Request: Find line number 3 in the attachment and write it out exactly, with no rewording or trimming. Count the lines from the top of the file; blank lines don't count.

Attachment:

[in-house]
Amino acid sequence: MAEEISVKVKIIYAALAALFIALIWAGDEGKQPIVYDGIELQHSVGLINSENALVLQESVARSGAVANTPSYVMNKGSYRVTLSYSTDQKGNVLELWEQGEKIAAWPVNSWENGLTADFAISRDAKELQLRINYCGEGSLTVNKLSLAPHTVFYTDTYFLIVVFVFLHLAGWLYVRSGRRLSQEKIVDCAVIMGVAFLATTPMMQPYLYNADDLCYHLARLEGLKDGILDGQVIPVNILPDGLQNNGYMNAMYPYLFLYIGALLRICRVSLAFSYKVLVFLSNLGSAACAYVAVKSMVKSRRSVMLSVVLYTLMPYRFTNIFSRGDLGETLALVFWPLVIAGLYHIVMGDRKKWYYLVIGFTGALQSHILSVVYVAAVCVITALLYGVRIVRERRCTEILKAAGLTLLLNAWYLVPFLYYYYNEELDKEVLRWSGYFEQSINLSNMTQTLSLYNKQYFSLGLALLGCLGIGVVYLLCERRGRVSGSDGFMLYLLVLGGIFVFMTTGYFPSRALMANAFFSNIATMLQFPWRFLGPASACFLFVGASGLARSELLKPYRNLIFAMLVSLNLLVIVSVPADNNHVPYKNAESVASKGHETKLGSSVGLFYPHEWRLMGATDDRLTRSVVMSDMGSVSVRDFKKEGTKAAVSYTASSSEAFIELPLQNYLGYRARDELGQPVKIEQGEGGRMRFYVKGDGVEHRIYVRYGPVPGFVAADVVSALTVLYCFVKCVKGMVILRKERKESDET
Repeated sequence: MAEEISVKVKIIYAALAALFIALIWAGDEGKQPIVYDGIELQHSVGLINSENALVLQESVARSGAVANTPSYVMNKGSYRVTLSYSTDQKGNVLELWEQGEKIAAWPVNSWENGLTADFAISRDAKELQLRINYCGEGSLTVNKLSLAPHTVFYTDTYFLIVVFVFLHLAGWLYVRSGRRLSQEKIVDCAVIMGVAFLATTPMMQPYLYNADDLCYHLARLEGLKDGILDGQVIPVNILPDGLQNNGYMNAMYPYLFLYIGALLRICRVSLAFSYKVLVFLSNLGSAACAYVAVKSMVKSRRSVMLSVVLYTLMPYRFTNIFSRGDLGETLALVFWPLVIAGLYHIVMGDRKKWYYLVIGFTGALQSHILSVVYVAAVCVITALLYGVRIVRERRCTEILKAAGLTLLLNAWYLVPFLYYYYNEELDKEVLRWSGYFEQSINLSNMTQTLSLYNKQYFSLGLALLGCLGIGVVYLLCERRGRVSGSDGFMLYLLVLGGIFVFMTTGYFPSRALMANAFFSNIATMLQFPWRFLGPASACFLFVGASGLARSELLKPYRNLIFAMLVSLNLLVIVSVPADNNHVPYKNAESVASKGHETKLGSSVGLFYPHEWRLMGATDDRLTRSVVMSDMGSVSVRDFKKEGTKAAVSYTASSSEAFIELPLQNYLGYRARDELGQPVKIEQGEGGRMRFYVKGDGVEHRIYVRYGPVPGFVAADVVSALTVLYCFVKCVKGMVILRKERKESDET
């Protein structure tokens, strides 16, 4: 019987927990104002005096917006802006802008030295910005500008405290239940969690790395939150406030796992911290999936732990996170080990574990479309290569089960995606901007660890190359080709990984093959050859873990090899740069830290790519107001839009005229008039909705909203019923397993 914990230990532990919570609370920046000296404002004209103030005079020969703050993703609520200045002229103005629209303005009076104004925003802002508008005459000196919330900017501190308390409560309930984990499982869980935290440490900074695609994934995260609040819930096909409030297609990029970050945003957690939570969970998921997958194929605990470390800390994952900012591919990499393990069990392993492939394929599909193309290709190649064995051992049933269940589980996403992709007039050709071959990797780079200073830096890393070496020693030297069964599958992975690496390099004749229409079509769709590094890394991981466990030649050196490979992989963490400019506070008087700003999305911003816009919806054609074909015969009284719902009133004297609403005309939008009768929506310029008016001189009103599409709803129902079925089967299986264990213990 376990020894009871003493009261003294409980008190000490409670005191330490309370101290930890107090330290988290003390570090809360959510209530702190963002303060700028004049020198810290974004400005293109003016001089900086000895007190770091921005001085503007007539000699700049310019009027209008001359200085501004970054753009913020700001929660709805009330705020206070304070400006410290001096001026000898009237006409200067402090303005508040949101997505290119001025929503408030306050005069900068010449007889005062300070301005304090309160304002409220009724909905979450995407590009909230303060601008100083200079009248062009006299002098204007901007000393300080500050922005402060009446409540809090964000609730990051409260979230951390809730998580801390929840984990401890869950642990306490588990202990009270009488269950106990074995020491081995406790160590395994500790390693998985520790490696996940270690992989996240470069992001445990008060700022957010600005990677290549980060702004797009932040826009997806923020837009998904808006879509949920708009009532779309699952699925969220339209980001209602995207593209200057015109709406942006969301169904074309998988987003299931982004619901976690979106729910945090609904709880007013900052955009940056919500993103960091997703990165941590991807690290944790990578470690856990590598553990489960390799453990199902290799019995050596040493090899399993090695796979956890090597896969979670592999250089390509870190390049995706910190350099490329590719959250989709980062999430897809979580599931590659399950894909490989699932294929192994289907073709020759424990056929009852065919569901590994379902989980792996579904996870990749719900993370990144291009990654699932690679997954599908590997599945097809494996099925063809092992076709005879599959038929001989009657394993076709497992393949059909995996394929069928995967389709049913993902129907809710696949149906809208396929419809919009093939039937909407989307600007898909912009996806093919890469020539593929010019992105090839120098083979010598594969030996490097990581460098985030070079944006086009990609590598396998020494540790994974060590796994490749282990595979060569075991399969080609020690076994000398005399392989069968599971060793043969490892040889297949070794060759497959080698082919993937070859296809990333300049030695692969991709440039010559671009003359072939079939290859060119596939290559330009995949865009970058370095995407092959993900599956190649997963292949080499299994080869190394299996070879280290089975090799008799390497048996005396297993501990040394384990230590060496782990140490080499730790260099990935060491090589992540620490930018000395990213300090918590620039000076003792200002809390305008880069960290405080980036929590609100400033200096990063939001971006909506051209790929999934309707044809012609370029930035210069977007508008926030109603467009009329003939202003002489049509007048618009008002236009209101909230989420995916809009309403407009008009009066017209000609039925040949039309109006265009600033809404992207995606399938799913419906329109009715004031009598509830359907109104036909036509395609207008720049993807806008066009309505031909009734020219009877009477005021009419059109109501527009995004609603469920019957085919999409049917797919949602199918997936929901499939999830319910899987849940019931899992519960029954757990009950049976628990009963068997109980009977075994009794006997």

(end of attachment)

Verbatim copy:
Repeated sequence: MAEEISVKVKIIYAALAALFIALIWAGDEGKQPIVYDGIELQHSVGLINSENALVLQESVARSGAVANTPSYVMNKGSYRVTLSYSTDQKGNVLELWEQGEKIAAWPVNSWENGLTADFAISRDAKELQLRINYCGEGSLTVNKLSLAPHTVFYTDTYFLIVVFVFLHLAGWLYVRSGRRLSQEKIVDCAVIMGVAFLATTPMMQPYLYNADDLCYHLARLEGLKDGILDGQVIPVNILPDGLQNNGYMNAMYPYLFLYIGALLRICRVSLAFSYKVLVFLSNLGSAACAYVAVKSMVKSRRSVMLSVVLYTLMPYRFTNIFSRGDLGETLALVFWPLVIAGLYHIVMGDRKKWYYLVIGFTGALQSHILSVVYVAAVCVITALLYGVRIVRERRCTEILKAAGLTLLLNAWYLVPFLYYYYNEELDKEVLRWSGYFEQSINLSNMTQTLSLYNKQYFSLGLALLGCLGIGVVYLLCERRGRVSGSDGFMLYLLVLGGIFVFMTTGYFPSRALMANAFFSNIATMLQFPWRFLGPASACFLFVGASGLARSELLKPYRNLIFAMLVSLNLLVIVSVPADNNHVPYKNAESVASKGHETKLGSSVGLFYPHEWRLMGATDDRLTRSVVMSDMGSVSVRDFKKEGTKAAVSYTASSSEAFIELPLQNYLGYRARDELGQPVKIEQGEGGRMRFYVKGDGVEHRIYVRYGPVPGFVAADVVSALTVLYCFVKCVKGMVILRKERKESDET